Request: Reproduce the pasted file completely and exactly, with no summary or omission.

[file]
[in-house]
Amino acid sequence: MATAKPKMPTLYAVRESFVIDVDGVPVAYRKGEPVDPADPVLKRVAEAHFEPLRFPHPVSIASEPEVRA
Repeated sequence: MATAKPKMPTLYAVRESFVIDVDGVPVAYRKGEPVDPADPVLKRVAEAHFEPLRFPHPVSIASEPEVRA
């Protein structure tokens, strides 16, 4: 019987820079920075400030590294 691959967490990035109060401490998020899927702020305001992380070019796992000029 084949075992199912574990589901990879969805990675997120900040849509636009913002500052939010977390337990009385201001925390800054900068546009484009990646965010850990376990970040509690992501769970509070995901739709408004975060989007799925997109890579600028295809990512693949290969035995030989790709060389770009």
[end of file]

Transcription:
[in-house]
Amino acid sequence: MATAKPKMPTLYAVRESFVIDVDGVPVAYRKGEPVDPADPVLKRVAEAHFEPLRFPHPVSIASEPEVRA
Repeated sequence: MATAKPKMPTLYAVRESFVIDVDGVPVAYRKGEPVDPADPVLKRVAEAHFEPLRFPHPVSIASEPEVRA
């Protein structure tokens, strides 16, 4: 019987820079920075400030590294 691959967490990035109060401490998020899927702020305001992380070019796992000029 084949075992199912574990589901990879969805990675997120900040849509636009913002500052939010977390337990009385201001925390800054900068546009484009990646965010850990376990970040509690992501769970509070995901739709408004975060989007799925997109890579600028295809990512693949290969035995030989790709060389770009």